Depending on location, size of the rain garden, and local requirements, a professional engineer may be required to conduct a percolation test of the selected site. • Size the rain garden to intercept runoff from a water quality storm event. Sizing calculations must include runoff coefficients for the type of groundcover within the rain garden catchment area. The “footprint” area of the rain garden can vary depending on the amount of rain fall runoff intercepted, and the depth of the type of soil. Ponding depth of the rain garden should be restricted to six inches or less. • If possible, the soil should be native topsoil or similar, with at least two- to five-percent organic material (brown to near black coloration). Tight, clayey soils (typical of subsoils left as the soil surface in many residential areas) should be amended with organic supplements to increase porosity. Sandier soils may not need amendments. Using native soils are preferred for the rain garden. • A small berm may be included in the design of the rain garden on the down-hill side. The berm [may] be at least 12 inches wide and constructed of the native topsoil. • A filter strip of grass (native preferred but not necessary) is recommended for reducing velocity and for filtering fine sediments before water enters the rain garden. For rain gardens collecting runoff from parking lots or paved areas, a buffer strip of river rock, at least 12 inches wide, is recommended to reduce flow velocity. • A planting soil composed of topsoil and compost [should be incorporated into] the surface of the rain garden. Above the planting soil, a two- to three-inch layer of mulch should be placed after vegetation is planted. • Include native species that are tolerant of both wet and dry cycles [to] achieve the highest level of success in a rain garden. Other non-native species can be added. Deep rooted perennials are encouraged. Trees and shrubs [may be] used in rain gardens.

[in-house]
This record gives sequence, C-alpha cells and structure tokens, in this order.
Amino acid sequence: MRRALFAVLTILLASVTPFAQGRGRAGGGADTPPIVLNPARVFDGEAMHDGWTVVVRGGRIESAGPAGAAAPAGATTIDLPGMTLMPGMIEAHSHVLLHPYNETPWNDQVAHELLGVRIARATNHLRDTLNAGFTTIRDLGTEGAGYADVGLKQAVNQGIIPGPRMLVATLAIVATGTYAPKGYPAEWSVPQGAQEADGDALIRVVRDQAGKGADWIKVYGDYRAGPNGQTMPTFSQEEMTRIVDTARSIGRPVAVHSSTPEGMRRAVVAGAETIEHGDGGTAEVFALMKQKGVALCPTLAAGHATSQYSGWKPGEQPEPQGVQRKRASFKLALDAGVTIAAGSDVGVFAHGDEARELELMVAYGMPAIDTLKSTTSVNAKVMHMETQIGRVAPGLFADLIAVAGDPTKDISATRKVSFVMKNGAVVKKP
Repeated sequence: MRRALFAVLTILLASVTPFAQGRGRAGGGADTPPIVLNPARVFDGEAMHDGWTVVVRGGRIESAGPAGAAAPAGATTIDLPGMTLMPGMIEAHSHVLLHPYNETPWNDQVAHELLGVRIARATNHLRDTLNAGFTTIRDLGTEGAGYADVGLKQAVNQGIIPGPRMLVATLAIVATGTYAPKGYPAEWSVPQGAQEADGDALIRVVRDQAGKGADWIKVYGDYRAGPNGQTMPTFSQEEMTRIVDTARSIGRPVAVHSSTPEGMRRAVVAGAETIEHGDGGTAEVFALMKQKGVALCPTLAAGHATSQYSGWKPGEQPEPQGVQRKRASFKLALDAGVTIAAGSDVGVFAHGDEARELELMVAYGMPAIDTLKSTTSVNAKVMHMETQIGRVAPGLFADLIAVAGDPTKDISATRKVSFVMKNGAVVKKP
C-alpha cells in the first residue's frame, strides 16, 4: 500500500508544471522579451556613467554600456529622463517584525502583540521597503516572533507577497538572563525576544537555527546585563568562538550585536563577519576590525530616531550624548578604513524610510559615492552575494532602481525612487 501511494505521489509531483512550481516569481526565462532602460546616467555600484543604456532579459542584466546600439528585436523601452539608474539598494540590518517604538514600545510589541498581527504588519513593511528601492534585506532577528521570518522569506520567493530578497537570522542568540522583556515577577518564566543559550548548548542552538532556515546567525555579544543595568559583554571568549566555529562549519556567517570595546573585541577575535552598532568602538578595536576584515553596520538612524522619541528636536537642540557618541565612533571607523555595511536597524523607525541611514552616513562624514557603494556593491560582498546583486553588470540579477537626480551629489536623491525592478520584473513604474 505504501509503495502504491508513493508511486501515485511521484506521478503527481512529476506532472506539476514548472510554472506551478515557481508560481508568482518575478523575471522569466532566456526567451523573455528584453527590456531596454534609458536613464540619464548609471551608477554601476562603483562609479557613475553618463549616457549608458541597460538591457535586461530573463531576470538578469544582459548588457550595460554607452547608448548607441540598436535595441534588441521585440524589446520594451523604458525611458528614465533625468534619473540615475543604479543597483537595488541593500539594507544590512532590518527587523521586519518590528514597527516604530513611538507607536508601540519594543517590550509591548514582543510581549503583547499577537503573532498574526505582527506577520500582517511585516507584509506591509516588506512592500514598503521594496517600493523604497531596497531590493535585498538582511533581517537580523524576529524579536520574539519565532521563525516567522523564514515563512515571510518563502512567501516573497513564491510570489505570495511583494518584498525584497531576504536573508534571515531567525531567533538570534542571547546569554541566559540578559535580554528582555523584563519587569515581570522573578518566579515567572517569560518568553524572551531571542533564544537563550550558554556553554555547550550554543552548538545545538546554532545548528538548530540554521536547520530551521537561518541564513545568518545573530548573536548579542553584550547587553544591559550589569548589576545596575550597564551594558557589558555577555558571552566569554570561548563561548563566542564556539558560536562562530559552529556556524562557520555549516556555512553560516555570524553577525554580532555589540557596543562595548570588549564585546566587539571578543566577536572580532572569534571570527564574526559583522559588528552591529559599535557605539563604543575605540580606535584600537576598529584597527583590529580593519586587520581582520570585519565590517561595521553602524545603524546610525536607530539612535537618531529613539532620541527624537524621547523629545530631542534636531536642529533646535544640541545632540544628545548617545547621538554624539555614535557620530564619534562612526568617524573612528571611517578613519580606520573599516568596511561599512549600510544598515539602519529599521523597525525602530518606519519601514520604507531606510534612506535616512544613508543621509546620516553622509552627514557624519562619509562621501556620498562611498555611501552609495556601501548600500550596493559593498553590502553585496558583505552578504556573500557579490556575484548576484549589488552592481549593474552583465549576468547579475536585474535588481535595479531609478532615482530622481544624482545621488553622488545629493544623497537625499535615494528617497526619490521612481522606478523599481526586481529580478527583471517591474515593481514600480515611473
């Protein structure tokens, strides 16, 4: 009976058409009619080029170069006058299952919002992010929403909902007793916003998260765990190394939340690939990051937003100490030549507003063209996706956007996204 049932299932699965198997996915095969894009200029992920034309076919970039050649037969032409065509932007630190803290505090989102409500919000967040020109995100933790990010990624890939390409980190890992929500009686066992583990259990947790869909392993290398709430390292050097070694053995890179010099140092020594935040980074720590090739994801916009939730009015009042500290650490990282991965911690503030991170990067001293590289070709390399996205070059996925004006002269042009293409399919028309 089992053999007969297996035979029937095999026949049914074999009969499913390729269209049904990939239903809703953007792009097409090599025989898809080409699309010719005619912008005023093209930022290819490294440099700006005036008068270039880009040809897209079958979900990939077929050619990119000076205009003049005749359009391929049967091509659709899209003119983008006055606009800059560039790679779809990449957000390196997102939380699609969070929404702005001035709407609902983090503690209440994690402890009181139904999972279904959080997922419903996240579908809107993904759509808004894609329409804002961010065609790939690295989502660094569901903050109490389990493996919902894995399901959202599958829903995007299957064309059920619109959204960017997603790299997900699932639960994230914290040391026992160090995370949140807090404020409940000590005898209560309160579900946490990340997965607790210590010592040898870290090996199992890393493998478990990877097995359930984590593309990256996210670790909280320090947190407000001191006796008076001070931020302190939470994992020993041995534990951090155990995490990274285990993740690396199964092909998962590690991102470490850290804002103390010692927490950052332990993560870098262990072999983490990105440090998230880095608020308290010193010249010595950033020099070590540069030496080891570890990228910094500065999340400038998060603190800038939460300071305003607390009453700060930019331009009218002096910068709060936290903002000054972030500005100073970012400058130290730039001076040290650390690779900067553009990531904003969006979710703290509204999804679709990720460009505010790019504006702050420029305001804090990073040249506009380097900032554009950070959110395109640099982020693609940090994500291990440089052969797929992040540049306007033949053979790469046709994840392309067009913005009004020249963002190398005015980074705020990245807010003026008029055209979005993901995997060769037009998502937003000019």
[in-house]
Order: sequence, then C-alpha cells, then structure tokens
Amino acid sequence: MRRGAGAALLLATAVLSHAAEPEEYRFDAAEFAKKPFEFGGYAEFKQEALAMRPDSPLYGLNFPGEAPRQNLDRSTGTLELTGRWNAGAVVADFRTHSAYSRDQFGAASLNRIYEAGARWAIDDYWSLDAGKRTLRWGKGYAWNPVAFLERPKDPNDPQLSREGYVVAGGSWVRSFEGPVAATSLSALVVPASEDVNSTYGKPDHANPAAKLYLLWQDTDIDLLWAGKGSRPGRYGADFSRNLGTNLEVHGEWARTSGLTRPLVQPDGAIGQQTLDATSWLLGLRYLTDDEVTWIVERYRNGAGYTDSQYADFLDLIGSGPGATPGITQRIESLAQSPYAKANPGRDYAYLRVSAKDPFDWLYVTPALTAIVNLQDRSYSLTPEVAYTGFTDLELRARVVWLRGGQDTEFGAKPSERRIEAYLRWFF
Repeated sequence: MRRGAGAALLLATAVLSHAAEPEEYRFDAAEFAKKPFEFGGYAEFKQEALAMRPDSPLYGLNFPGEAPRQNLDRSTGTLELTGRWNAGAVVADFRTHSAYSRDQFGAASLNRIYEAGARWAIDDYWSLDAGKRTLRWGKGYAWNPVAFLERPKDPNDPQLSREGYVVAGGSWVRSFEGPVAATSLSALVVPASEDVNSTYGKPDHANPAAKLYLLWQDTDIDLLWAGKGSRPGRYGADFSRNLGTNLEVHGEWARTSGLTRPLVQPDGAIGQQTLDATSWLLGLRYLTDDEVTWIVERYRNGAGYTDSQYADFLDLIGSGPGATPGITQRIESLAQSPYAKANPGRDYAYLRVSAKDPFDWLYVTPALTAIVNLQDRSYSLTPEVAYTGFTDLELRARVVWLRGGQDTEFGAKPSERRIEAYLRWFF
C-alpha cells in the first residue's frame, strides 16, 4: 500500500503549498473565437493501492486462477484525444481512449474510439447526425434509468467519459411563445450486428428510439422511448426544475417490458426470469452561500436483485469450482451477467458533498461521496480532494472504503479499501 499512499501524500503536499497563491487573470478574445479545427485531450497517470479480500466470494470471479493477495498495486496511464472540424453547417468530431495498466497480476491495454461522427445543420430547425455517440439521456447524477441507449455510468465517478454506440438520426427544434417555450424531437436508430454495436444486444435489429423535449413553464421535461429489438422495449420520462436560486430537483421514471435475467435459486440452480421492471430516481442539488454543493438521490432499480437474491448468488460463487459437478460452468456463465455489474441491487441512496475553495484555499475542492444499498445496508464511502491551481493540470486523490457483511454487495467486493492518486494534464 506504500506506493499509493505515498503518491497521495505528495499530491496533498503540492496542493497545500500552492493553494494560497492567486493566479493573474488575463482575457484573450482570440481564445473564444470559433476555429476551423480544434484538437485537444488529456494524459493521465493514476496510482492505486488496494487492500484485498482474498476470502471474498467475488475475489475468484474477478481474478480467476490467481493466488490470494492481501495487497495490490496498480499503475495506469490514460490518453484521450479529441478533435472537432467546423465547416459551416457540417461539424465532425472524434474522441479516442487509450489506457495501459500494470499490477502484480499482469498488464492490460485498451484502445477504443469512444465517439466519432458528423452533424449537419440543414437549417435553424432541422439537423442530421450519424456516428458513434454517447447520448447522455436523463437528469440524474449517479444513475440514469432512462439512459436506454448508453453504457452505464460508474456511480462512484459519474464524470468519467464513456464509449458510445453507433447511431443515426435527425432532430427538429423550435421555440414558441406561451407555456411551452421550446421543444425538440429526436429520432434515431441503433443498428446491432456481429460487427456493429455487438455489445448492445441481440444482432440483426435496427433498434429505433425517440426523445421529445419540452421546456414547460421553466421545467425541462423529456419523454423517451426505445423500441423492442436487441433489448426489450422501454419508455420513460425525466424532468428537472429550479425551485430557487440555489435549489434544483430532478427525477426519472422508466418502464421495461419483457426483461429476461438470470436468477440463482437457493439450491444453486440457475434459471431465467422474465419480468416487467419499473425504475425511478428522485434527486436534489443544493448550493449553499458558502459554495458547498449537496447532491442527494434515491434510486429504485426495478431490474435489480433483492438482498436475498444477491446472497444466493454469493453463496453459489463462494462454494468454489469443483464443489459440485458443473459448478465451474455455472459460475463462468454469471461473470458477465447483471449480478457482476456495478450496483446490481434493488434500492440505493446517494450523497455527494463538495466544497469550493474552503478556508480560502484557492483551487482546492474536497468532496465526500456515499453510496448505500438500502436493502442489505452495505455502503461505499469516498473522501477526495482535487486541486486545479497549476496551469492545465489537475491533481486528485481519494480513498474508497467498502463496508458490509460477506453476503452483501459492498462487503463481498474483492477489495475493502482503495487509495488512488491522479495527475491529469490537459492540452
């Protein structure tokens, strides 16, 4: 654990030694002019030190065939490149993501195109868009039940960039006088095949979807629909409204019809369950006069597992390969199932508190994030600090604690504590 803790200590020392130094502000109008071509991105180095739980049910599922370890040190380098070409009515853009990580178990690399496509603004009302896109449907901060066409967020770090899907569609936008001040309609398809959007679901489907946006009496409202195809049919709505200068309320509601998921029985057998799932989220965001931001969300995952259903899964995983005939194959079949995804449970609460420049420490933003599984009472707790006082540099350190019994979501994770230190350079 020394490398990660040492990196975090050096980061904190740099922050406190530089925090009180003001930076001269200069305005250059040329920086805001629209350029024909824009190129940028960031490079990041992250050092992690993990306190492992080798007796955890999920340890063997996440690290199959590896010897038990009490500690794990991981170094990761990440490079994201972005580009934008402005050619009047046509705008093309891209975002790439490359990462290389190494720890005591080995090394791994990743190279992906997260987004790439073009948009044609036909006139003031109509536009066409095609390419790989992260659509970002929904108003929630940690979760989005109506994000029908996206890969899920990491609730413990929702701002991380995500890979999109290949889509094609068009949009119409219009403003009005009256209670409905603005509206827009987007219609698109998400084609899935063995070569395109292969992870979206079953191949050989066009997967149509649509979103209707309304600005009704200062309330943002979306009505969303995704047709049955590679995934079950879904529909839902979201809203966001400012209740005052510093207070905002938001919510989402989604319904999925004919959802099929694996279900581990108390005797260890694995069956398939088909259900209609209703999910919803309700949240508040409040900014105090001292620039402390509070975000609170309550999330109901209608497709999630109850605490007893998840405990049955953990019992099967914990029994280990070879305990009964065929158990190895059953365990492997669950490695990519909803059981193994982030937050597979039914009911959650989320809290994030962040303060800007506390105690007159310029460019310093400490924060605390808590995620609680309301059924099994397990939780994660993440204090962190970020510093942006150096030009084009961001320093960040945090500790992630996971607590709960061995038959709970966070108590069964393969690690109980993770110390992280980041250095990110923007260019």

8.1.6 Maintenance & Inspections Rain gardens should be weeded weekly until native plants are established. Surface mulch will aid in reducing the growth of unwanted vegetation. Fertilizer applications should be avoided, and minimized near the rain garden. After the rain garden is established, dead vegetation should be removed each spring by mowing or burning (if allowed). Allowing vegetation that goes dormant in the fall or winter to remain provides food for birds through the winter. After the rain garden is established, periodic maintenance to remove non-native invasive or un-desired plants, or to cut back excessive growth is appropriate. The following table provides general maintenance guidance:

Typical Maintenance Activities for Rain Gardens Activity Frequency Water Plants As necessary during first growing season Water as necessary during dry periods As needed after the first growing season Re-mulch void areas As needed Treat diseased trees and shrubs As needed Inspect soil and repair eroded areas Monthly Remove litter and debris Monthly Add additional mulch Once per year
[Note by LRS - Weeding is very important during the first two years and should lessen after that. Some rain-gardens may require weekly weeding if the rain-garden is large and surrounded by many sources of weeds.]